The woman, with her friends, boarded the same train car as me and sat down several rows ahead of me. The woman I helped started to talk about how amazed she was that strangers had helped her out. "Those two guys just came up and offered to help me with my bags! And then that old guy took the last one!
It took me a second to realize I was the old guy in that story.
I never really thought I’d be a writer. In fact, for a long time, I thought I was going to end up being a physicist. Fast forward to freshman year in college when I realized that calculus wasn’t for me and I waved goodbye to my aspirations of a career in the hard sciences.
I didn’t immediately think, “Well then, I’ll just be a writer!” I had to pick a major, so I went with English. I graduated, started looking for careers and ended up in Higher Education (which is where I still work!). I never really thought of myself as a writer until I saw a post by Barb Dybwad on The Unofficial Apple Weblog. They were looking for bloggers (not writers) and since I had been blogging for awhile and I liked Apple stuff I figured why not apply.
I sent off an email and waited. I didn’t hear anything, so I figured that was that.
This was all 10 years ago, mind you, but I still remember seeing that email from Barb asking me to join up with TUAW. I did, and wrote this first post, and after a few years I ended up becoming the Lead Blogger at TUAW. I covered a couple of Macworlds for the site (that first Macworld I wrote something like 25 posts A DAY, which meant that I didn’t talk to anyone at the actual event), “starred” in a couple of videos, and wrote and wrote and wrote (my back of the envelope math shows that for the 3 years I was there I wrote 2.7 posts a day on average, or a little over 3000 posts).
More importantly TUAW gave me the opportunity to meet lots of people: fellow bloggers, writers, developers, and fans. So many people, in fact, that as I started listing them it grew so long that I decided not to include it with this post.
I left TUAW 7 years ago mostly because of AOL’s incompetence, so it came as only a mild shock to hear that AOL is shuttering the site and waving goodbye to all the talented folks who worked there. There’s some corporate speak saying that TUAW would be “rolled into” Engadget which means, I assume, the content will be absorbed into Engadget’s archives so they can still put advertising around it (and sip on that sweet, sweet SEO juice). A sad end to a fine site. A site that is directly responsible for the fact that I now honestly think of myself as a writer (though I still find it hard to believe that I’ve written books that you can buy in a bookstore! Sure, no one actually buys them, but they could and that’s what counts!).
Since today is the last day of publication for TUAW I wanted to thank everyone who read the site, anyone who was involved with it, and everyone I’ve met because of it. Writing for TUAW gave me my first taste of limited highly specific notierity (there was a time when I was recognized whenever I walked into an Apple Store), and my first realization that somewhere on the Internet there is someone who has nothing better to do than to tell you how whatever you’ve shared sucks (now I just go to Twitter for that).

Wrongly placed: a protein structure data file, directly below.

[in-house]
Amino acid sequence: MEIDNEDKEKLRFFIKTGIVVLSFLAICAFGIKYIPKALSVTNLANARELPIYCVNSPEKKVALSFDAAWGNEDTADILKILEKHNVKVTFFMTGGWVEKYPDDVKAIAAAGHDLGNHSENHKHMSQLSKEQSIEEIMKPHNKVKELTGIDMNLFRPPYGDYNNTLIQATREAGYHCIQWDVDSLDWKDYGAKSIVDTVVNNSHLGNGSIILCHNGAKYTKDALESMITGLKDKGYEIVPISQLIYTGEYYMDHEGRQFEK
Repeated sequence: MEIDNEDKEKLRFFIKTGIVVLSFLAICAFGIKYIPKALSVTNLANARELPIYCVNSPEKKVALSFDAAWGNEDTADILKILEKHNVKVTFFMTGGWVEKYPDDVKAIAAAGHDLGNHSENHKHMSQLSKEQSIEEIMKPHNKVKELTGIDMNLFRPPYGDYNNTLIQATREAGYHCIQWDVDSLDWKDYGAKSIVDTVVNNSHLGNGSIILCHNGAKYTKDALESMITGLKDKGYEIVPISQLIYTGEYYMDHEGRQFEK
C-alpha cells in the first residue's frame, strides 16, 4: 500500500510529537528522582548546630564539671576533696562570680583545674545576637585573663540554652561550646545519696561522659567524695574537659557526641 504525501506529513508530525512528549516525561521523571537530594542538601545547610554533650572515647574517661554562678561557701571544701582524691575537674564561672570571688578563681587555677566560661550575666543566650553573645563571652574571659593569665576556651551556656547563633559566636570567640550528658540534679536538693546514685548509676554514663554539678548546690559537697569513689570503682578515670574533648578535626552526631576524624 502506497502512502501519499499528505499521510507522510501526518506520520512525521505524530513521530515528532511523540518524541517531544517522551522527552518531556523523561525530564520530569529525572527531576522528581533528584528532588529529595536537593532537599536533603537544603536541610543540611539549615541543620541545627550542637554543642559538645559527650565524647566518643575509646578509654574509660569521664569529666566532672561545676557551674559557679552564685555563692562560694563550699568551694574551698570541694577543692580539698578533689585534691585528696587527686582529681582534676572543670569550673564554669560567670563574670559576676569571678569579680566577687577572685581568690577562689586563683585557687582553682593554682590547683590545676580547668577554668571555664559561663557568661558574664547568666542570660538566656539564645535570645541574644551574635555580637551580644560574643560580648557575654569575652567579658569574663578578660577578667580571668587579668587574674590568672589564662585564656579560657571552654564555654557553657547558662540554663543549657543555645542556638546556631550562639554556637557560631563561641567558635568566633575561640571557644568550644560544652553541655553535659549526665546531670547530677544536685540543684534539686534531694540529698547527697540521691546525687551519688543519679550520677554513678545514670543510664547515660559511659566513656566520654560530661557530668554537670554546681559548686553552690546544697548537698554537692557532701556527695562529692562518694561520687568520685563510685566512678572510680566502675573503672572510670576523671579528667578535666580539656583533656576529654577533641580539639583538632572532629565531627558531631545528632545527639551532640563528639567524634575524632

You can read some more about my thoughts about TUAW in my farewell post (which used to have lot of lovely comments from readers wishing me well, but they seem to have been axed whenever TUAW changed commenting sytems. You can see why I have my doubts about the TUAW posts being around for the longhaul).
And I'm wearing a Hawiian shirt to work for the first time this year. Sadly, it is supposed to be 38 degrees (Kelvin) tomorrow.
What do you think?
Sometimes living in a big building with lots of other people (many of whom are elderly) is a drag. I know Marisa would like some outdoor space, and I would prefer never having to engage in small talk while in the elevator.
That being said, there are some up sides to our current living situation: your chances of having something very odd happen are much higher.
My evidence is as follows:
The other day I was going to pick up something at a near by retailer. I doffed my baseball cap and made my way to the elevator bank down the hall from our apartment. In between two of the elevator banks is a small table which usually has nothing of interest on it. That day it had this on it:
A couple of days later the coat was gone and, I can only assume, a little person in Philadelphia was much warmer.
Data point two:
Our building has a bulletin board set up by the mail room where residents can post placards and announcements. I often read whatever is posted because I have an odd sense of humor... and people post some weird stuff.
How weird? Here's the most recent odd posting:
It takes a special person to not only post about a miraculous seat cushion, but go the extra mile and include an artist's rendering to help identify said cushion.
If the cushion is yours let me know and I'll pass along the contact number.
A little while ago I asked folks to head on over to a wacky Web site and describe me in three words. Furthermore, I promised to post the results and here they are:
- anti-fruit & vegetable, moderate, and sharp
- aloof, witty, and introverted
- funny, interesting, and scottalicious
- clever, savvy, and erudite
- friendly, house-trained, and well-groomed
- zany, tall, and caring
- witty, dapper, and techie
- Gay, Large, and Stupid (I don't think this person is a Scott McNulty fan, but I could be wrong.)
- fluffy, puff, and marshmallows
- witty, smart, and conservative
- funny, smart, and brutal